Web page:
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Leading tomorrow’s enterprise with yesterday’s KPIs is like using a compass instead of a GPS.
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Data is recognized as a business asset, but we lack efficient ways to price it, says MIT professor Munther Dahleh. In this Q&A, he proposes a marketplace that bases the cost of data on the financial value it generates.
To better serve doctors, patients, and the community, clinicians and executives should both have a voice in setting a hospital’s goals.
Join the co-authors of “Using Analytics to Improve Customer Engagement” and special guest Teddy Bekele as they show how analytical innovators are gathering and sharing data to build loyalty and keep customers.
Sports analytics first proved its case on the field and in the front office, but as the practice spreads into business operations, the industry is addressing adoption challenges found in many sectors. At the MIT Sloan Sports Analytics Conference, speakers from teams and leagues discussed how they are using analytics to boost revenue, and how they’re managing transitions in culture and strategy.
Use #MITSMRChat to join MIT SMR on March 1, 2018, at 11 a.m. EST for an interactive Twitter chat on the challenge — and the opportunity — of engaging customers through sophisticated uses of analytics.
Digital titans with access to large quantities of data are a challenge to competition. To maintain a competitive business environment, regulation focusing on both market and data dominance needs to be developed. Among the best tools for limiting companies’ influence: data audits.
According to a 2018 NewVantage Partners survey, executives now see a direct correlation between big data capabilities and AI initiatives. For the first time, large corporations report having direct access to meaningful volumes and sources of data that can feed AI algorithms to produce a range of business benefits from real-time consumer credit approval to new product offers.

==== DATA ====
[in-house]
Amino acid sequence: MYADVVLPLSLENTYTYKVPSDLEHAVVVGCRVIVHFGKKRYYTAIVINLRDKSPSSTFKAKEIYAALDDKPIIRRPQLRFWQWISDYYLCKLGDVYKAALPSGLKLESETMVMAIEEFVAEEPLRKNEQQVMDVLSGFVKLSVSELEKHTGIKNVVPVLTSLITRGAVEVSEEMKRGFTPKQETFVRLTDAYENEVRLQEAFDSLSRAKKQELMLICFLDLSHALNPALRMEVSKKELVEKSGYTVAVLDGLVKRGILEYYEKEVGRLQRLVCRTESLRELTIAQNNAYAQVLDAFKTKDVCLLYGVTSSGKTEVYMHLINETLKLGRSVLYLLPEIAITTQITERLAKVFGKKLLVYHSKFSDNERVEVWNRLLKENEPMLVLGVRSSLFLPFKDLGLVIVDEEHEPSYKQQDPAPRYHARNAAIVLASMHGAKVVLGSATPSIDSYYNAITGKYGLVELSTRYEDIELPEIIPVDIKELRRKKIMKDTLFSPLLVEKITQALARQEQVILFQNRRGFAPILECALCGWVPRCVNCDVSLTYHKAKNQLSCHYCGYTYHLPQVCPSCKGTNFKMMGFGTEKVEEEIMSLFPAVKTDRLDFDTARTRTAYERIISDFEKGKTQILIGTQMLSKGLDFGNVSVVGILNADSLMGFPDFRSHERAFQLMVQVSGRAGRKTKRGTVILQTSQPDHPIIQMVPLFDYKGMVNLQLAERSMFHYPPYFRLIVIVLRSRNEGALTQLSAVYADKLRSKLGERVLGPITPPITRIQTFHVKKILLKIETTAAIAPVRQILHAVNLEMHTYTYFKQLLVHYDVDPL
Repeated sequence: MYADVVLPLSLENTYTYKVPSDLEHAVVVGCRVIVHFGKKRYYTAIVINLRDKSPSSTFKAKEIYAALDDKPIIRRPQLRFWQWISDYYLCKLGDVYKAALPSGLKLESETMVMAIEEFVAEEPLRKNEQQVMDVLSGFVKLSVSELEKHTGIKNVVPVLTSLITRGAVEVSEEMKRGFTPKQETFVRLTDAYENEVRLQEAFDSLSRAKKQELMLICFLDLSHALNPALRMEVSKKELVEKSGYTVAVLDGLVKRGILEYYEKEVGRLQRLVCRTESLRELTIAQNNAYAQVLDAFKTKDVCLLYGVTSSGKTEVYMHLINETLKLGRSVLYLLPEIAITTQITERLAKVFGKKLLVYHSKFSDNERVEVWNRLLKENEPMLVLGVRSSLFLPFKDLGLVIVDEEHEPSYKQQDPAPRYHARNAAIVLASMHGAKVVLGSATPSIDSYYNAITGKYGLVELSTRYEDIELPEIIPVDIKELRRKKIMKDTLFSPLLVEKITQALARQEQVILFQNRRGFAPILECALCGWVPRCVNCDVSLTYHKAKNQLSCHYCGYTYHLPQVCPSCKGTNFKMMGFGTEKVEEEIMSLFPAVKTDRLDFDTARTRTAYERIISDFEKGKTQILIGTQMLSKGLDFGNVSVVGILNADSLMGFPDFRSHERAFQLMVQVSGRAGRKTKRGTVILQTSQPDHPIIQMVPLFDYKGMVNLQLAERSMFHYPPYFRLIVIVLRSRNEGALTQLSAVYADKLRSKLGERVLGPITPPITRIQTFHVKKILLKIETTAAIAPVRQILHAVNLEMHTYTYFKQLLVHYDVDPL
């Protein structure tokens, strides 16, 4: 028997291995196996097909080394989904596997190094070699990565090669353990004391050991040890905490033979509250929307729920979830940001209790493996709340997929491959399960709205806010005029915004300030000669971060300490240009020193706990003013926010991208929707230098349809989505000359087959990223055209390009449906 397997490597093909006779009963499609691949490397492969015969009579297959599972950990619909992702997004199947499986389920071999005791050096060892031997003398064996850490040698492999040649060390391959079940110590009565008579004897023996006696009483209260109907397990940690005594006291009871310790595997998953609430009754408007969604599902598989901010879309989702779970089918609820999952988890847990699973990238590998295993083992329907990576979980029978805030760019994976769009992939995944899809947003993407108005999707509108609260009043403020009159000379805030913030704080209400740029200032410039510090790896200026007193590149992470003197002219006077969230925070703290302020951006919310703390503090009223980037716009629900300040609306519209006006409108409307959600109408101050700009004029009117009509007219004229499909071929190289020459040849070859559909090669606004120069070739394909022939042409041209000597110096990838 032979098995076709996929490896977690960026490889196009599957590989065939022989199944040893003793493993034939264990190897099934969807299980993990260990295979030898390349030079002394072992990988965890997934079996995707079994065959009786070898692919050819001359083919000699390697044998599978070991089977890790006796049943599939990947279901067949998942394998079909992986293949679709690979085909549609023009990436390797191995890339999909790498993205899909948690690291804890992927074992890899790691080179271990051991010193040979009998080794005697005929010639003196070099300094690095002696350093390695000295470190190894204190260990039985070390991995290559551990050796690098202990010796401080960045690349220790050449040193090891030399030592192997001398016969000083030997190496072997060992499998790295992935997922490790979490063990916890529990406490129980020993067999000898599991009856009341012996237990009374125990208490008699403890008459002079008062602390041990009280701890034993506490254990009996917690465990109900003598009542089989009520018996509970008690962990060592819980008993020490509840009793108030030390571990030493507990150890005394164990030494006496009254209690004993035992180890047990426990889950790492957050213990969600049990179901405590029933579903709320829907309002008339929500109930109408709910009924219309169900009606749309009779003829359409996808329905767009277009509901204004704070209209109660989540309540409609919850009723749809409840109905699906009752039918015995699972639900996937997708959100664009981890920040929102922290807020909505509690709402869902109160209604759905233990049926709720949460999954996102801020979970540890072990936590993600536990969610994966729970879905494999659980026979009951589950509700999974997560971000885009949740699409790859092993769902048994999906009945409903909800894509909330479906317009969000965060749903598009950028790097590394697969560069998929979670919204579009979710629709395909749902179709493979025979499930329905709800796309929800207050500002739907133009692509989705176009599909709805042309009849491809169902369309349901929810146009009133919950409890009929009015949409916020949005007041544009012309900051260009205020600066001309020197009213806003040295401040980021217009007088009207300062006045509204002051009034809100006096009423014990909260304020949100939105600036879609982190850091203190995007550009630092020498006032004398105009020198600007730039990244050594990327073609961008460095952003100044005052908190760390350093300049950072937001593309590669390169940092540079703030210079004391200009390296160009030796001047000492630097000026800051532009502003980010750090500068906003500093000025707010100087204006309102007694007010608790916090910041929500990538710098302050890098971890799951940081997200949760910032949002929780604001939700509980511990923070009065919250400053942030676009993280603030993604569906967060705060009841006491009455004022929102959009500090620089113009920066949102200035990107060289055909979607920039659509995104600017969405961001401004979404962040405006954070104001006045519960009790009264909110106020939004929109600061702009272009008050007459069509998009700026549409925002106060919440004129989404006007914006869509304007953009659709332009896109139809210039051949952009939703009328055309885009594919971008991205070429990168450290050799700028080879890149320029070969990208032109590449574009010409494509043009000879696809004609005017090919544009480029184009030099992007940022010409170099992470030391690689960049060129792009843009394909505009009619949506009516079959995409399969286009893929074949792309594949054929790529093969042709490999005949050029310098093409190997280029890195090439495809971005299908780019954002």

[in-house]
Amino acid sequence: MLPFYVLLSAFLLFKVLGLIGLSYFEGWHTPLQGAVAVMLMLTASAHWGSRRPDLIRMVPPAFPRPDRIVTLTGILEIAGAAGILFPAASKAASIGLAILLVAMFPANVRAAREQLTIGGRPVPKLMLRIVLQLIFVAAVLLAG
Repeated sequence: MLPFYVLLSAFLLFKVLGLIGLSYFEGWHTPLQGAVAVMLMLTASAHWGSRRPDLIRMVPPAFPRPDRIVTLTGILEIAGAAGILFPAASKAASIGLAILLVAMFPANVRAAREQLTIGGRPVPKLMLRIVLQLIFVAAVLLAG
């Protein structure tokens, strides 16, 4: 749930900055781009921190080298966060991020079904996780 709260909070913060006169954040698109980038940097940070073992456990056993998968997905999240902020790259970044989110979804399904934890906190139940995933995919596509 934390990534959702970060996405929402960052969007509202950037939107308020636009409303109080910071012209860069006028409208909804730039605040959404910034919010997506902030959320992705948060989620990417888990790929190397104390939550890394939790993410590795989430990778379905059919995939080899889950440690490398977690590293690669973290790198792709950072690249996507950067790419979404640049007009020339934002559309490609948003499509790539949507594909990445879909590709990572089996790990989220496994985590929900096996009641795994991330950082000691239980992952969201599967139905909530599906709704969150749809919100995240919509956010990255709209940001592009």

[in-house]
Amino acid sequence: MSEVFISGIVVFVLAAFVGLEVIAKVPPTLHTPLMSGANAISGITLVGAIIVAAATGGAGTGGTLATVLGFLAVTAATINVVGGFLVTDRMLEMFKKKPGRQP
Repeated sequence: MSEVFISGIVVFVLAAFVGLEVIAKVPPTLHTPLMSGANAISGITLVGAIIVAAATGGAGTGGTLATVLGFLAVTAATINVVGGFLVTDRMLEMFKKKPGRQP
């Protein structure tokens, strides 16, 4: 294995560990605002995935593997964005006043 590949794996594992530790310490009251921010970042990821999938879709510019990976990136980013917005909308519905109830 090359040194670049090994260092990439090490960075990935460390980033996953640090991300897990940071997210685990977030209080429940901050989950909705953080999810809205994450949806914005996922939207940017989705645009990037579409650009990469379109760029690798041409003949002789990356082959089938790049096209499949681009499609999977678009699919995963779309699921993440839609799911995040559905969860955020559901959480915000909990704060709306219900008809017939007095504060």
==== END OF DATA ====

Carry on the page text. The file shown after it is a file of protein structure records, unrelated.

The 2018 Data & Analytics Global Executive Study and Research Report by MIT Sloan Management Review finds that innovative, analytically mature organizations make use of data from multiple sources: customers, vendors, regulators, and even competitors. The report, based on MIT SMR’s eighth annual data and analytics global survey of over 1,900 business executives, managers, and analytics professionals, explores companies leading the way with analytics and customer engagement.
An infographic based on the 2018 Data & Analytics Report by MIT Sloan Management Review illustrates how companies can better engage with customers using analytics.
Data has become a key input for driving growth, enabling businesses to maintain a competitive edge. Given the growing importance of data to companies, how should managers measure its value? An increasing number of institutions, academics, and business leaders have begun tackling the valuation problem to help organizations realize more value from their data.
Composing valuable strategies requires seeing the world in new and unique ways. It requires asking novel questions that prompt fresh insight. Even the most sophisticated, deep learning-enhanced computers or algorithms simply cannot generate such an outlook. Innovative strategies depend more on novel, well-reasoned theories than on well-crunched numbers.
Just when you have your data collection and analysis systems in place, technology changes mean that your company needs new, updated systems. This is a problem for many companies — but it can also be an opportunity. Organizations that work with data from old and new equipment can learn more about the shortcomings that modern techniques have in this context and can gain advantage in developing tools that no one else has.
The successful use of analytics in sports, both on the field and off, comes down to integrating analytics within an organization. Three strategies — collaborative analytics, a common language, and accessible technology — are key.
Until companies start to invest seriously in security, internet-enabled devices will offer far better ROI for thieves than for the companies seeking to build IoT capacity. But the benefits ultimately will make the effort worthwhile.
Watch a free, on-demand webinar with MIT research scientist Matthias Winkenbach on how interactive visualization and augmented reality technology will change the way we access, understand, and utilize complex systems and logistics data.
With tough new EU regulations on data security coming in 2018, global companies will soon be faced with a choice: Protect consumers’ data and reap the rewards of having access to it, or face the competitive consequences of consumer distrust. But companies caught unprepared for the change may lose the privilege of keeping consumers’ data altogether.
Many managers are excited about smart machines but are struggling to apply machines’ limited intelligence. Indeed, computers can process data just fine, but to generate competitive advantage from machine learning applications, organizations must upgrade their employees’ skills. Companies will also need to redesign employee accountabilities to empower and motivate them to deploy smart machines when doing so will enhance outcomes.
Organizations have made rapid gains in their ability to generate big data sets, but the ability of managers and executives to develop insights from that data has lagged behind. Data processing by artificial intelligence offers the prospect of speeding things up — but it also risks expanding the gap, as managers lack understanding of how AI reaches its data-based conclusions.
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